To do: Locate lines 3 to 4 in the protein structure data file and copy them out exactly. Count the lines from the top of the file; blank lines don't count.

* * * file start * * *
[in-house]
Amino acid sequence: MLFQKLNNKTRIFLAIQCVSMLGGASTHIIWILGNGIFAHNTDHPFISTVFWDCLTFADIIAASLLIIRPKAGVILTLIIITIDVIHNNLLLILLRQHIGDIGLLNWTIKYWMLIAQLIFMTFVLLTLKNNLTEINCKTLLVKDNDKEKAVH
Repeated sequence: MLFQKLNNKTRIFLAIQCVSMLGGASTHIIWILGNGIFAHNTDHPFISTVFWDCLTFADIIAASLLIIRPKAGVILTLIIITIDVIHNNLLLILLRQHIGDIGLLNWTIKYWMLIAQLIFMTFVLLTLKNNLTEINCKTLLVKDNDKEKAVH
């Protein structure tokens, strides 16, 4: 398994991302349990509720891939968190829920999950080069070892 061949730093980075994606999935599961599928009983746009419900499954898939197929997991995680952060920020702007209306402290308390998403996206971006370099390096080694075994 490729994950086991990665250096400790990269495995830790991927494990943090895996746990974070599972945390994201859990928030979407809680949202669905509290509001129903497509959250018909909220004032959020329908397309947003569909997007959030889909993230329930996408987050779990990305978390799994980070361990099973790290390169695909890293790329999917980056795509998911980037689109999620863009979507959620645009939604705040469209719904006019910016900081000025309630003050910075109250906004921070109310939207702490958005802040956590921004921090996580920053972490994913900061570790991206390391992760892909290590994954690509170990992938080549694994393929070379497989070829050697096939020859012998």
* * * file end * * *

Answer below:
Repeated sequence: MLFQKLNNKTRIFLAIQCVSMLGGASTHIIWILGNGIFAHNTDHPFISTVFWDCLTFADIIAASLLIIRPKAGVILTLIIITIDVIHNNLLLILLRQHIGDIGLLNWTIKYWMLIAQLIFMTFVLLTLKNNLTEINCKTLLVKDNDKEKAVH
């Protein structure tokens, strides 16, 4: 398994991302349990509720891939968190829920999950080069070892 061949730093980075994606999935599961599928009983746009419900499954898939197929997991995680952060920020702007209306402290308390998403996206971006370099390096080694075994 490729994950086991990665250096400790990269495995830790991927494990943090895996746990974070599972945390994201859990928030979407809680949202669905509290509001129903497509959250018909909220004032959020329908397309947003569909997007959030889909993230329930996408987050779990990305978390799994980070361990099973790290390169695909890293790329999917980056795509998911980037689109999620863009979507959620645009939604705040469209719904006019910016900081000025309630003050910075109250906004921070109310939207702490958005802040956590921004921090996580920053972490994913900061570790991206390391992760892909290590994954690509170990992938080549694994393929070379497989070829050697096939020859012998």